Take your time when making Children…

Netbeans helps you with that. Have a look at this video of how NetBeans 7.2 displays Nodes, when you create your Children lazily. Details are below:

The NetBeans Nodes API is great for displaying Domain Objects in the UI. You define your Object hierarchy once and you’re free to display them in a number of specialized Swing Components called ExplorerViews. And when you follow the recommended path, you’ll use ChildFactory for creating the layers of your hierarchy. This helps to create Children lazily (when they’re about to be displayed by the UI) and asynchronously (so your UI stays responsive even if it takes some time to retrieve/create your Domain Objects).

Here’s the sample code, that creates the effect shown above. Add it to the constructor of a “New” -> “Window”. To run the code also make sure your Window “implements ExplorerManager.Provider“, has a member “ExplorerManager em = new ExplorerManager();” and returns it from “public Explorermanager getExplorermanager()“:

        setLayout(new BorderLayout());
        add(new BeanTreeView(), BorderLayout.CENTER);
        AbstractNode root = new AbstractNode(Children.create(new ChildFactory<String>() {
            @Override
            protected boolean createKeys(List<String> toPopulate) {
                try {
                    Thread.sleep(1000);
                    toPopulate.add("Tom");
                    Thread.sleep(1000);
                    toPopulate.add("Dick");
                    Thread.sleep(1000);
                    toPopulate.add("Harry");
                    Thread.sleep(1000);
                    toPopulate.add("Sally");
                    Thread.sleep(1000);
                    toPopulate.add("Carlos");
                    Thread.sleep(1000);
                    toPopulate.add("Frank");
                    Thread.sleep(1000);
                    toPopulate.add("Peter");
                    Thread.sleep(1000);
                    toPopulate.add("Toni");
                } catch (InterruptedException ex) {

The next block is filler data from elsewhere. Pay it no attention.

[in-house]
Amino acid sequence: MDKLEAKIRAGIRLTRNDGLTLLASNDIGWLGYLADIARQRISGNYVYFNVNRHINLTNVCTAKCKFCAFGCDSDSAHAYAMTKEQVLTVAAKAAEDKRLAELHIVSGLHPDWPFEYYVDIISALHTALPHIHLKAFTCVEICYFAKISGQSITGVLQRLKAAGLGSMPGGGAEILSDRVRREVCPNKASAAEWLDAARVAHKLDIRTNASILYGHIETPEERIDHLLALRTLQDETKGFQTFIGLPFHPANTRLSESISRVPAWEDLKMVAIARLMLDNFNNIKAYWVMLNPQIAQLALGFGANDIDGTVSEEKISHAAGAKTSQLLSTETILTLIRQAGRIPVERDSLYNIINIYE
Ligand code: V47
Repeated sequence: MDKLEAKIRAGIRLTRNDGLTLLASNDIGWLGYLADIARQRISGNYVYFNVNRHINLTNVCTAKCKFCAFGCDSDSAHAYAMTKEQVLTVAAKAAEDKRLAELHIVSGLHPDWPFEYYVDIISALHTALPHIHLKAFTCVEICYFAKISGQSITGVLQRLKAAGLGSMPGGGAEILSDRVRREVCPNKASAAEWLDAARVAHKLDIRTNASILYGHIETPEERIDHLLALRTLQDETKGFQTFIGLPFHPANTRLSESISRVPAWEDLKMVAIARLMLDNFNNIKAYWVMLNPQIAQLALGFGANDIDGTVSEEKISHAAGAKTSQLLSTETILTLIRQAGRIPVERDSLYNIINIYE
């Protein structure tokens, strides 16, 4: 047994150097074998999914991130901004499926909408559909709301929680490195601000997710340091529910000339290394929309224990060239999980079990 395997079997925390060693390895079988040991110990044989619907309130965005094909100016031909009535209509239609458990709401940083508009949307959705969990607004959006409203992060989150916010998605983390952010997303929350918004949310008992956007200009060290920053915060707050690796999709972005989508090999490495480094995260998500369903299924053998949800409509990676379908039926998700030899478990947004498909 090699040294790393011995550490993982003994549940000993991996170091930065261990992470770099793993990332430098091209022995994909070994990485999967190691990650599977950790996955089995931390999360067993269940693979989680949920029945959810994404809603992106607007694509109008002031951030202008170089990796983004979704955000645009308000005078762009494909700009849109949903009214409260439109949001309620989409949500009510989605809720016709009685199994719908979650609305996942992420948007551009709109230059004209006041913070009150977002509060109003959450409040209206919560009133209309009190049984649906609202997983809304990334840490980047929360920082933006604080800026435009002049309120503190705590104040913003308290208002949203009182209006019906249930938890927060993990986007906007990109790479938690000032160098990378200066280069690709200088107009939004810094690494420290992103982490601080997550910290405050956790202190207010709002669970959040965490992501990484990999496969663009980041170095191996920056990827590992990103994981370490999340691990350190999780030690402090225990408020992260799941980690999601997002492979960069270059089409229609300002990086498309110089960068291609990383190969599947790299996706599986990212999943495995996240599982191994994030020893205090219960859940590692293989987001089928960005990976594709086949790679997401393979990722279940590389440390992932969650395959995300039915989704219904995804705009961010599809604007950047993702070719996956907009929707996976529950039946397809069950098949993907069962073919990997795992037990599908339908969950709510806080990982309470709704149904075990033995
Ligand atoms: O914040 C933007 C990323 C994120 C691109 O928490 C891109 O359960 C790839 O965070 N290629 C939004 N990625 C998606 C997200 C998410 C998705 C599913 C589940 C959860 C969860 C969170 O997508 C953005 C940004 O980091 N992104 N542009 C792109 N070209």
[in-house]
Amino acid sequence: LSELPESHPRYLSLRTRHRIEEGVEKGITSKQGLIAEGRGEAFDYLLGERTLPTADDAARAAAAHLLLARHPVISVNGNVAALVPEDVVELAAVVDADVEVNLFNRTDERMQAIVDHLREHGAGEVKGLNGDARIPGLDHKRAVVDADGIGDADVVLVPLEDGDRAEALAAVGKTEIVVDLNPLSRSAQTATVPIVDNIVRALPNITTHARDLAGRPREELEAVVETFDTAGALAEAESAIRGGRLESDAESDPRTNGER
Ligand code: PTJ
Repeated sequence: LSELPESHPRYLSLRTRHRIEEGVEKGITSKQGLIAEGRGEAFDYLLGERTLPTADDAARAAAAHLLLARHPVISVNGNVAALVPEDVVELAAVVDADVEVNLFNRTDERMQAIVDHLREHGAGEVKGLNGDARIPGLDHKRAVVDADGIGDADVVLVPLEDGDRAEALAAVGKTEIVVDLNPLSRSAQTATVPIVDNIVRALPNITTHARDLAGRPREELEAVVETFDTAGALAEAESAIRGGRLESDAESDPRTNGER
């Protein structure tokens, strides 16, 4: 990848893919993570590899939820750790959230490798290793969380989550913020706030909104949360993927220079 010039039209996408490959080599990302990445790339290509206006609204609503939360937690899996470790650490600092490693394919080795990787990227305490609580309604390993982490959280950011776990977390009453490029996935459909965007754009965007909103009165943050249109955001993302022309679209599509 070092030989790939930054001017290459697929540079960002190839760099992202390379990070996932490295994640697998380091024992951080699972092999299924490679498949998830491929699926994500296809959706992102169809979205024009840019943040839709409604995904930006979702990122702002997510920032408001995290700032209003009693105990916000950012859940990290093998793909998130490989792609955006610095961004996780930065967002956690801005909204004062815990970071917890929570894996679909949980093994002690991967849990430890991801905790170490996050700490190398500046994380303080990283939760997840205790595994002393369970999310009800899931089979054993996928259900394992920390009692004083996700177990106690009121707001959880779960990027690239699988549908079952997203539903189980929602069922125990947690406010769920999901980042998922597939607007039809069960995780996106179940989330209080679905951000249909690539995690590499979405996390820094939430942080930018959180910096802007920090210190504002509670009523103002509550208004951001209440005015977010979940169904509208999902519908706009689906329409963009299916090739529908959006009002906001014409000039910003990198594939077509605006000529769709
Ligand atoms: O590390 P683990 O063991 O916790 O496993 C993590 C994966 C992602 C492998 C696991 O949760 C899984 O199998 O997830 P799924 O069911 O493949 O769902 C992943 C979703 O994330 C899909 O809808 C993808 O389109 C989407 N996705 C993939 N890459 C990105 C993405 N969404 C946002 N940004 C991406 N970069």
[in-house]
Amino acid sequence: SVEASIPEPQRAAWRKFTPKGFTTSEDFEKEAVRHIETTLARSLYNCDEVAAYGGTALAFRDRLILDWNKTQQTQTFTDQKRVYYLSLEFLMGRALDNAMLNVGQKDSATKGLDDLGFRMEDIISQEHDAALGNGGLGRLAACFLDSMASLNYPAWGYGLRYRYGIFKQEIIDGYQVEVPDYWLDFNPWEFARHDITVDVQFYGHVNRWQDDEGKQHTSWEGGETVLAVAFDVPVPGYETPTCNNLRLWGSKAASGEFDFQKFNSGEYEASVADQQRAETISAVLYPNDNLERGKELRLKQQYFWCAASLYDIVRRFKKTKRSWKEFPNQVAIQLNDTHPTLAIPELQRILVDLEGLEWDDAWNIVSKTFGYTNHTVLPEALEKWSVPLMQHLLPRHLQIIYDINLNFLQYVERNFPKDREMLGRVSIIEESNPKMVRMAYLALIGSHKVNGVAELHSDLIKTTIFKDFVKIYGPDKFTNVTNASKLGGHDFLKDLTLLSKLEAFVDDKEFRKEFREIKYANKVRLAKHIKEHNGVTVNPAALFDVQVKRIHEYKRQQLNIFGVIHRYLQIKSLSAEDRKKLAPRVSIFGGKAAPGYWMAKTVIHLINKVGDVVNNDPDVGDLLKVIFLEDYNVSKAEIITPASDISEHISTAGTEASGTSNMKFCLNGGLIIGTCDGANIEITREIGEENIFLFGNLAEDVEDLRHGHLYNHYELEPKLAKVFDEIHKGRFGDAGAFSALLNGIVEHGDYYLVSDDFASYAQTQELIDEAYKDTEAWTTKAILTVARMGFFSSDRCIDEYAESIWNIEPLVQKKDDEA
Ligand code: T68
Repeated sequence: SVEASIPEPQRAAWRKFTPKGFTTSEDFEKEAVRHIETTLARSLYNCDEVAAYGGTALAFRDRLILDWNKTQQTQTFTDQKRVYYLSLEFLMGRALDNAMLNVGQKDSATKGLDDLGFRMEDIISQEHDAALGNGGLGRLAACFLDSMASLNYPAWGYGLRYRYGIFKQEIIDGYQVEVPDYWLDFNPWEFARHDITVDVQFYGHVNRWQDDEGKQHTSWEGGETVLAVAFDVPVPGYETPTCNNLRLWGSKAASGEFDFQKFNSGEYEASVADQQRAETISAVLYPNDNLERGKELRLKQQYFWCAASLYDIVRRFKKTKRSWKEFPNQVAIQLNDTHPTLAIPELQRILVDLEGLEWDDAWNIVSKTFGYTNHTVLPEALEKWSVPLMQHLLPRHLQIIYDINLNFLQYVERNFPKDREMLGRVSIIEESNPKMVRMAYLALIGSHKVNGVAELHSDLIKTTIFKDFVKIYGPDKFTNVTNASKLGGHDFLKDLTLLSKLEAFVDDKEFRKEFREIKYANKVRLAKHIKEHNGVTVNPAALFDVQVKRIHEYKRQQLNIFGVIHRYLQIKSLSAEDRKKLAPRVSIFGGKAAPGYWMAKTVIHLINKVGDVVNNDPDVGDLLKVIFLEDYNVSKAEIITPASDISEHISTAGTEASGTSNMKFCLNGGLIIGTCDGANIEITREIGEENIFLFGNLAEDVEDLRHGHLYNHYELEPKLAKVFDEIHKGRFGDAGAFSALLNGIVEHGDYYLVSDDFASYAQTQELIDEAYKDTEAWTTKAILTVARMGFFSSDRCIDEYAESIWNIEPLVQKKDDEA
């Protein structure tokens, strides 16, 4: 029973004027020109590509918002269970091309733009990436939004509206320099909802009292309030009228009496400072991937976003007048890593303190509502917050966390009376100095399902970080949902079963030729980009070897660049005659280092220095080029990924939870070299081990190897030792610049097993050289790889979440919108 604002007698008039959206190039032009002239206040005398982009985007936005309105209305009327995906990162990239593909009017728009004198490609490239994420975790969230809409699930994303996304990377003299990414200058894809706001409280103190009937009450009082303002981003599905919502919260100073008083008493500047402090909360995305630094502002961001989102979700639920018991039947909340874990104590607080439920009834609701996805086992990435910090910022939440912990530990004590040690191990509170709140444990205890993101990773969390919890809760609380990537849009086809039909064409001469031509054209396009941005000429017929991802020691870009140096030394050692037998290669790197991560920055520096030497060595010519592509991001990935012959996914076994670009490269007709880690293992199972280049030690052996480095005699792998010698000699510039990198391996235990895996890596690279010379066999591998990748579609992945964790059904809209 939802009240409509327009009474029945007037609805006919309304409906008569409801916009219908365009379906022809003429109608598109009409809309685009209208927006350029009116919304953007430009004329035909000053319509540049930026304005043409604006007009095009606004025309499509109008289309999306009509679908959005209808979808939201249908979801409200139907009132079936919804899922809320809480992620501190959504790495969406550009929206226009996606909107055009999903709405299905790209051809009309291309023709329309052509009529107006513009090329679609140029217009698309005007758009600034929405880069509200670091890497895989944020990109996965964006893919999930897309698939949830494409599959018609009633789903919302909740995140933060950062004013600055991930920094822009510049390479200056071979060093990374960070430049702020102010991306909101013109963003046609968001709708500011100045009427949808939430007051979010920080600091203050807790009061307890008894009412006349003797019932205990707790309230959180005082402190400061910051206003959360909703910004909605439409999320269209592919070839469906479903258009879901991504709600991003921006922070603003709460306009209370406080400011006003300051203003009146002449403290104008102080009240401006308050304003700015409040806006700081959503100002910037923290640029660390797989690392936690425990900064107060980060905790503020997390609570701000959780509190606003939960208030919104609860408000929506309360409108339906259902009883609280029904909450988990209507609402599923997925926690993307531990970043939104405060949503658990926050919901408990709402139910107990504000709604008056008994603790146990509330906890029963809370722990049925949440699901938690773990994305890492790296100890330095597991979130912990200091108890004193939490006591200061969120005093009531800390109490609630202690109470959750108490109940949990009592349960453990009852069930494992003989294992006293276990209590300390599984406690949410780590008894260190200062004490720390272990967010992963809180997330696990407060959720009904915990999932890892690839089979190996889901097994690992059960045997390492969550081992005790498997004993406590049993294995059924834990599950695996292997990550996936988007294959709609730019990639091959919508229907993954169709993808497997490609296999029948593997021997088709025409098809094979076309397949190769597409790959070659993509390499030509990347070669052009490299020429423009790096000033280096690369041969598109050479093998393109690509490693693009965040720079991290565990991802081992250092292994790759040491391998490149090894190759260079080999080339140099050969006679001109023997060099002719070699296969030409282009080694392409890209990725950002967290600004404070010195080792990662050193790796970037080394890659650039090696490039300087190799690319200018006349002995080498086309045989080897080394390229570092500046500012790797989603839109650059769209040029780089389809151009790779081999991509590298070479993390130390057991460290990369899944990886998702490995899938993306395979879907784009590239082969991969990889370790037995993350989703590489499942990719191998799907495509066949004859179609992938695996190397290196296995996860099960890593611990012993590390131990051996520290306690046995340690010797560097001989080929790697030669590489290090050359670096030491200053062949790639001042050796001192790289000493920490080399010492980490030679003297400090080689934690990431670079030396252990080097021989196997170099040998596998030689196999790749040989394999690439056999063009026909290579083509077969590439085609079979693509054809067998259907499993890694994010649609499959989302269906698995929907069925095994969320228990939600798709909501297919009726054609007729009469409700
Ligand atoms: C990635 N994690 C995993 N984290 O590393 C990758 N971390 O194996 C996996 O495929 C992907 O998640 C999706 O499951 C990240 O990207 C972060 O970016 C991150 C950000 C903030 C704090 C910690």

Exceptions.printStackTrace(ex);
                }
                return true;
            }

            @Override
            protected Node createNodeForKey(String key) {
                AbstractNode node = new AbstractNode(Children.LEAF);
                node.setName(key);
                return node;
            }
        }, true));
        em.setRootContext(root)

You see that Node creation requires two methods, one for creating the Domain Objects called “createKeys“, which can run in a background thread, and one for creating the Node required for displaying them in the UI called “createNodeForKey(s)“, which runs in EDT. While the keys are loaded in the background thread a configurable “WaitNode” is displayed indicating there’s work going on in the background. As soon as all the Domain Objects are there the real Node would be created and all at once displayed in the UI. That’s nice, but sometimes, especially when it takes a long time to create all of your domain objects, you would like to have them appear in the UI one by one, as soon as they’re created.

Up to NetBeans 7.2 this was done by adding some logic to the “createKeys” method to always create only one key at a time, put it in the list you get as a call parameter and then return false, indicating “no this weren’t all keys, call me again to get more” until the list is complete.

Now in 7.2 you no longer need to do that. NetBeans Platform will observe the list it gives you and create Nodes for each key as soon as you add it there. So the Nodes will be created for you, even before the call to createKeys returns.

Really cool feature. For the full project go to https://github.com/eppleton/netbeans-examples.

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